(The opinions expressed here are those of the author, a columnist for Reuters.)
* GRAPHIC: Asia's imports of U.S. crude vs. Brent premium over WTI: tmsnrt.rs/2PEXanc
By Clyde Russell
LAUNCESTON, Australia, Sept 3 (Reuters) - Asia’s crude oil imports from the United States climbed to a record in August, but that may be as good as it gets for some time - and it’s not just the escalating trade war between Washington and Beijing to blame.
Asia imported 1.34 million barrels per day (bpd) of U.S. crude in August, just eclipsing the 1.33 million bpd in July, according to vessel-tracking and port data compiled by Refinitiv Oil Research.
Part of the strength in arrivals of U.S. crude was down to China, which imported 384,000 bpd in August, the most since June last year and up from 197,000 bpd in July.
China started importing U.S. crude in meaningful volumes in July, with the cargoes having been arranged during a brief lull in the extended trade dispute with Washington in the second quarter of this year.
Earlier in 2019, and toward the end of 2018, China’s imports from the United States had dropped dramatically, with no vessels arriving October and November of last year, as well as January, March and June of this year.
In the other months since September last year, only a handful of U.S. vessels discharged in China, until the resumption of strong volumes in July.
However, this flow is likely to be crimped once again after Beijing imposed a 5% tariff on U.S. crude as part of the latest tit-for-tat tariffs that started on Sept. 1.
Refinitiv data shows three vessels from the United States due to unload in China in September and a further four in October, although it’s possible that these cargoes will be sold to buyers outside China while still in transit.
The lower imports by China will contribute to a drop in U.S. crude exports to Asia in September, which Refinitiv estimates at 1.04 million bpd.
But it’s not only China cutting back on U.S. crude, with other buyers including Japan, India and Taiwan also paring purchases this month.
Only South Korea, the top buyer of U.S. crude in Asia, appears to be importing more, with September arrivals estimated at 584,000 bpd, up from 421,000 bpd in August.
While the trade conflict accounts for China’s loss of appetite for U.S. crude, the pullback by some other Asian buyers is more likely related to a loss of price competitiveness.
When August-arriving cargoes were arranged by Asian buyers, most likely sometime in June, U.S. benchmark West Texas Intermediate (WTI) was trading at a substantial discount to the global benchmark light crude Brent.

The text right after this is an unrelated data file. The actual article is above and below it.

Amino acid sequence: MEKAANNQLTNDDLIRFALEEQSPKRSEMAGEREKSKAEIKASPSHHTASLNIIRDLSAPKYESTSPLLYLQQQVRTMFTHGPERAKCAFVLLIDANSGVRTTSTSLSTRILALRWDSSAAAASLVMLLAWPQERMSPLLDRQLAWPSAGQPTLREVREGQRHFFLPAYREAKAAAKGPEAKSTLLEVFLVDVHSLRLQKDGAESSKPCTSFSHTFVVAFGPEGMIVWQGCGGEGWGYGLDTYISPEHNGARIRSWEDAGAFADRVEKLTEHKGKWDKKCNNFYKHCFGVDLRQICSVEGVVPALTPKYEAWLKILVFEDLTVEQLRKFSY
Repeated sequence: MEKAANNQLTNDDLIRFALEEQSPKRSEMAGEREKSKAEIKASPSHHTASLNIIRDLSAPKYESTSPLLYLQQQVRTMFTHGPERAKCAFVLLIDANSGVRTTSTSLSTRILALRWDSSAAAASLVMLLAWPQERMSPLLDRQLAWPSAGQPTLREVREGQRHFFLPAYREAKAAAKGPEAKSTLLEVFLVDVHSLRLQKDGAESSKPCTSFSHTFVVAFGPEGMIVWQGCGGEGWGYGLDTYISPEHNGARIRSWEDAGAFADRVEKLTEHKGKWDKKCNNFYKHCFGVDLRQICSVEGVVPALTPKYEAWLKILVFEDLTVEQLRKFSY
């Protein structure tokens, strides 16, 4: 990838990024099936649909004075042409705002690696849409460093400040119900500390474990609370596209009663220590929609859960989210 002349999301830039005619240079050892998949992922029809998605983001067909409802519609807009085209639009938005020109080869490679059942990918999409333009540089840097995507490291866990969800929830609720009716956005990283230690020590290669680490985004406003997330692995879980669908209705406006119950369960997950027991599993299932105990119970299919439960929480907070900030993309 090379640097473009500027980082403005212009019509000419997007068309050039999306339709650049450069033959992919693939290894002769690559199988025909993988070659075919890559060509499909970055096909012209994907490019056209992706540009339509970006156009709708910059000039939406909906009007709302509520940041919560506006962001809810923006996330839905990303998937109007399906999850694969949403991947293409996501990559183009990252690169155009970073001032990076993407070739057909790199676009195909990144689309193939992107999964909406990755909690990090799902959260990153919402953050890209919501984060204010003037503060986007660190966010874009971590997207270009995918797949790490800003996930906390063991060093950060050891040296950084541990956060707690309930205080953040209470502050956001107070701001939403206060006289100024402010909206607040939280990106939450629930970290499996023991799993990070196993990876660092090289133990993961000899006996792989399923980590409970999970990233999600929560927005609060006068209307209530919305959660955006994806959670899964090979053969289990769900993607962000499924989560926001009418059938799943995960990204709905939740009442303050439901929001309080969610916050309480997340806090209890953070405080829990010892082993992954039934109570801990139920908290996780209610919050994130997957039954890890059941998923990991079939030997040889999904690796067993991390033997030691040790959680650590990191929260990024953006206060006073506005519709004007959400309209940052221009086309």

On June 14, WTI was $9.24 a barrel cheaper than Brent, still fairly close to the $10.99 gap on May 31, which was the widest in a year.
Since then WTI’s discount has narrowed and was at $4.54 a barrel on Monday, having been as low as $3.60 on Aug. 19.
Higher freight rates for Very Large Crude Carriers (VLCC), ships that carry around 2 million barrels and are the mainstay of the global oil tanker fleet, also erode the advantage of U.S. crude, given the longer sea journey from the Gulf of Mexico to Asia than for many competing light crudes from Africa, Europe and elsewhere in Asia.
A look at physical crude prices also shows a loss of competitiveness for U.S. exporters in recent weeks.
The price of physical WTI in Houston, as assessed by commodity price reporting agency Argus, was at $57.50 a barrel on Aug. 30, the last day it traded given Monday’s U.S. public holiday.
Nigeria’s Bonny Light BON-E was at $63.19 a barrel on Aug. 30, a premium of $5.69 a barrel over the U.S. grade.
In the middle of May, Bonny Light’s premium to WTI Houston was $5.86 a barrel, and it was $5.95 in mid-June.
What this shows is some loss of competitiveness for the physical U.S. crude against a competitor from West Africa, even though not quite as big as the change in the futures pricing.
Nonetheless, in recent weeks U.S. crude has become more expensive for Asian buyers relative to similar grades from elsewhere, and this may limit the opportunities for U.S. producers to boost market share in the region to compensate for the renewed loss of shipments to China. (Editing by Kenneth Maxwell)